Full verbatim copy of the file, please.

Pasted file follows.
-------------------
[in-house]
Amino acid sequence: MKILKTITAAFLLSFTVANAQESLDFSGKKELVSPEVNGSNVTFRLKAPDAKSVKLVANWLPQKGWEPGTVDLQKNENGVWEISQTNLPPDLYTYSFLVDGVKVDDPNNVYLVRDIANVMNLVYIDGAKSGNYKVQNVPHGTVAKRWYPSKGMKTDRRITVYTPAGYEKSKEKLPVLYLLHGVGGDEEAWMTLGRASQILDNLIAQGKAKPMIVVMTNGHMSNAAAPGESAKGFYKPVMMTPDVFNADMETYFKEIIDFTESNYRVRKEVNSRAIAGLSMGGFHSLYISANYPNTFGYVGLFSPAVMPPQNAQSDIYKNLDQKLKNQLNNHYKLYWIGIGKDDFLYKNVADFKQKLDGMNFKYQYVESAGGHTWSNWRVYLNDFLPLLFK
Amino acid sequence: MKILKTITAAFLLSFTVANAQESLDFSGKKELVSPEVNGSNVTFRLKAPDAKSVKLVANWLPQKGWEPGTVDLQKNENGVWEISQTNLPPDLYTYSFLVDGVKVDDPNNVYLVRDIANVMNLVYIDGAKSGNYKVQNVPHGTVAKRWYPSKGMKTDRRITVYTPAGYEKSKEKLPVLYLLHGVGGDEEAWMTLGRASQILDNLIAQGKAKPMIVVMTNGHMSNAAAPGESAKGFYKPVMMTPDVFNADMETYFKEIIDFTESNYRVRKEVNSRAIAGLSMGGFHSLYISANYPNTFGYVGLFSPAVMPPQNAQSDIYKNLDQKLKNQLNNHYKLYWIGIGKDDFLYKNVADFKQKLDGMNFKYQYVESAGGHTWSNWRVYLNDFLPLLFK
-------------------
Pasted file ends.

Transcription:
[in-house]
Amino acid sequence: MKILKTITAAFLLSFTVANAQESLDFSGKKELVSPEVNGSNVTFRLKAPDAKSVKLVANWLPQKGWEPGTVDLQKNENGVWEISQTNLPPDLYTYSFLVDGVKVDDPNNVYLVRDIANVMNLVYIDGAKSGNYKVQNVPHGTVAKRWYPSKGMKTDRRITVYTPAGYEKSKEKLPVLYLLHGVGGDEEAWMTLGRASQILDNLIAQGKAKPMIVVMTNGHMSNAAAPGESAKGFYKPVMMTPDVFNADMETYFKEIIDFTESNYRVRKEVNSRAIAGLSMGGFHSLYISANYPNTFGYVGLFSPAVMPPQNAQSDIYKNLDQKLKNQLNNHYKLYWIGIGKDDFLYKNVADFKQKLDGMNFKYQYVESAGGHTWSNWRVYLNDFLPLLFK
Amino acid sequence: MKILKTITAAFLLSFTVANAQESLDFSGKKELVSPEVNGSNVTFRLKAPDAKSVKLVANWLPQKGWEPGTVDLQKNENGVWEISQTNLPPDLYTYSFLVDGVKVDDPNNVYLVRDIANVMNLVYIDGAKSGNYKVQNVPHGTVAKRWYPSKGMKTDRRITVYTPAGYEKSKEKLPVLYLLHGVGGDEEAWMTLGRASQILDNLIAQGKAKPMIVVMTNGHMSNAAAPGESAKGFYKPVMMTPDVFNADMETYFKEIIDFTESNYRVRKEVNSRAIAGLSMGGFHSLYISANYPNTFGYVGLFSPAVMPPQNAQSDIYKNLDQKLKNQLNNHYKLYWIGIGKDDFLYKNVADFKQKLDGMNFKYQYVESAGGHTWSNWRVYLNDFLPLLFK